Upping the ante before Beijing Olympics
But the diplomacy derailed after the collapse of the second Kim-Trump meeting in 2019 when the Americans rejected North Korea's demand for significant sanctions relief in exchange for a partial surrender of its nuclear capabilities.
Japanese chief cabinet secretary Hirokazu Matsuno said Sunday's missile flew for around 30 minutes and landed in waters outside Japan's exclusive economic zone. There were no immediate reports of damage to boats or aircraft.
The US Indo-Pacific Command said the US condemns North Korea's testing activity and calls on the North to refrain from further destabilising acts. It said the latest launch did not "pose an immediate threat to US personnel, territory, or that of our allies."
The launch came three days after North Korea fired two short-range ballistic missiles into the sea.
On Tuesday, the North also flight-tested a pair of purported long-range cruise missiles while vowing to strengthen its nuclear "war deterrent" and build more powerful weapons.
Experts say the North could halt its testing spree after the start of the Beijing Winter Olympics next week out of respect for China, its major ally and economic lifeline.
But there are also expectations that the North could significantly up the ante in weapons demonstrations once the Olympics end in February to grab the attention of the Biden administration, which has been focusing more on confronting China and Russia over its conflict with Ukraine.
"North Korea is launching a frenzy of missiles before the start of the Beijing Olympics, mostly as military modernisation efforts. Pyongyang also wants to boost national pride as it gears up to celebrate political anniversaries in the context of economic struggles," said Leif-Eric Easley, a professor at Ewha University in Seoul.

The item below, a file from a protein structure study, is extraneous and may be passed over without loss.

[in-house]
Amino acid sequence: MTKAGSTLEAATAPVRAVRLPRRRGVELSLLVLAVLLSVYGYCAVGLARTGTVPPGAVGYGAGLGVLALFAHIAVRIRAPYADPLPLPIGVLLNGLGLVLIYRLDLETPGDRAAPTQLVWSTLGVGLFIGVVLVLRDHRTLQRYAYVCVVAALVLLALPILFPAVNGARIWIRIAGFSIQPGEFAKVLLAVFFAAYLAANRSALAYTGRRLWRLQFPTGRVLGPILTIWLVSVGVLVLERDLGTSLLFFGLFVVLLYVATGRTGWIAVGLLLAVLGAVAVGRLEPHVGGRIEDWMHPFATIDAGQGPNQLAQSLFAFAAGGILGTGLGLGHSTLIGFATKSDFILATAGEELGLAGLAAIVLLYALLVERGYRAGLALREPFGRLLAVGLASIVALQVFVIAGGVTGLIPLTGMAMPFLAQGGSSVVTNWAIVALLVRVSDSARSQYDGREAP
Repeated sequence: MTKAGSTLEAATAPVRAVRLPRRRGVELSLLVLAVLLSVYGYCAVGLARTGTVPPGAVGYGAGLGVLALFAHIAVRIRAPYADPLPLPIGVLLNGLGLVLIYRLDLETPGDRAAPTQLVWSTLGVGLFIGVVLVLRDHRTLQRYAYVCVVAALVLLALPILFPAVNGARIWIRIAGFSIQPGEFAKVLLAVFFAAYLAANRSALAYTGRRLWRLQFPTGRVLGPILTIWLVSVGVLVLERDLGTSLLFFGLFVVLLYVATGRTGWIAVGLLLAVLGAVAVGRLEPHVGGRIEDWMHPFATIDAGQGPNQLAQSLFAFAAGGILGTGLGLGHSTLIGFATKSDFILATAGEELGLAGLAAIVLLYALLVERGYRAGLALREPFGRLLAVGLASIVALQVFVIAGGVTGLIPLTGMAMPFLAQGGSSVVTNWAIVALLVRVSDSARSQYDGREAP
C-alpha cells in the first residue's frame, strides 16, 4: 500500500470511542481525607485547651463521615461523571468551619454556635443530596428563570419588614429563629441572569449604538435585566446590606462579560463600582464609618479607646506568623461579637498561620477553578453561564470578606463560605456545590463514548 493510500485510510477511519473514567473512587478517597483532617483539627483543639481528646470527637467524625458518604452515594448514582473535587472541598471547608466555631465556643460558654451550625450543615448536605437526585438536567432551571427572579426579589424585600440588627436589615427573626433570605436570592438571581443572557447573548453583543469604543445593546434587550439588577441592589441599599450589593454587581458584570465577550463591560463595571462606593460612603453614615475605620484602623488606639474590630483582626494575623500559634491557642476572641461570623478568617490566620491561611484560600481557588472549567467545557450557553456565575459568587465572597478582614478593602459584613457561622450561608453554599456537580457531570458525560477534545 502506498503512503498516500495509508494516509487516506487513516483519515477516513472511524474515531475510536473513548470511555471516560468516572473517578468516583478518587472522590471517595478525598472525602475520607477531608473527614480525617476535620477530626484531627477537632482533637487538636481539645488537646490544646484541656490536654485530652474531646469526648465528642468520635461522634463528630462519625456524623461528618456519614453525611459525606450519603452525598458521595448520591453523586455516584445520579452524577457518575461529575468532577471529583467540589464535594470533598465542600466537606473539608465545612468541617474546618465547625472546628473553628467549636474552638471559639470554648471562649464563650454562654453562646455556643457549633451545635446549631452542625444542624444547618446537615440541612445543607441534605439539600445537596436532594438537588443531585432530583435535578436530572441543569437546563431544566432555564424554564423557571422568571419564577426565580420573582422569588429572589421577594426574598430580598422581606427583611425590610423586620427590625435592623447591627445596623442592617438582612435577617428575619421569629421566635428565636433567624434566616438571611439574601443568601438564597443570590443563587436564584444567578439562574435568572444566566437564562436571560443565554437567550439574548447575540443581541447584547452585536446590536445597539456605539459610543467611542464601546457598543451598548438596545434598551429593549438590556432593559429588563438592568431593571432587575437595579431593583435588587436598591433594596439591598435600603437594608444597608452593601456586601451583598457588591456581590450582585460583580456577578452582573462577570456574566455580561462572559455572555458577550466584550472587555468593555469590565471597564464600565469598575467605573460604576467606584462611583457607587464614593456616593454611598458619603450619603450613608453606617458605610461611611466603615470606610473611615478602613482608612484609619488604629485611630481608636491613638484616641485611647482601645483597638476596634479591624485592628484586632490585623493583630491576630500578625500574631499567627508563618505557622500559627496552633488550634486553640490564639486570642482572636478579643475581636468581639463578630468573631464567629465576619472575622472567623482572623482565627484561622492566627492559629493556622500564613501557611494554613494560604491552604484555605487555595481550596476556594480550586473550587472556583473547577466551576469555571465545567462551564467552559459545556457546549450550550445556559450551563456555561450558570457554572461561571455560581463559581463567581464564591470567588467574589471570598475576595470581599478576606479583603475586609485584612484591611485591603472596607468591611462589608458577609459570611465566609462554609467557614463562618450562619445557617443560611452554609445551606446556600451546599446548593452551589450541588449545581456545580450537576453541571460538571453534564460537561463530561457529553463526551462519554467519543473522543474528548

"It wants to remind Washington and Seoul that trying to topple it would be too costly. By threatening stability in Asia while global resources are stretched thin elsewhere, Pyongyang is demanding the world compensate it to act like a 'responsible nuclear power,'" Easley added.
North Korea has justified its testing activity as an exercise of its rights to self-defence and threatened more decisive action after the Biden administration imposed fresh sanctions following two tests of a purported hypersonic missile earlier this month.
While desperate for outside relief, Kim has shown no willingness to surrender the nuclear weapons and missiles he sees as his strongest guarantee of survival.
Analysts say Kim's pressure campaign aims to force Washington to accept the North as a nuclear power and convert their nuclear disarmament-for-aid diplomacy into negotiations for mutual arms reduction.
Kim last year announced a new five-year plan for developing weapons and issued an ambitious wish list that included hypersonic weapons, spy satellites, solid-fuel intercontinental ballistic missiles and submarine-launched nuclear missiles.
State media said Friday that Kim visited an unspecified munitions factory producing a "major weapons system," and that the workers pledged loyalty to their leader who "smashes with his bold pluck the challenges of US imperialists and their vassal forces".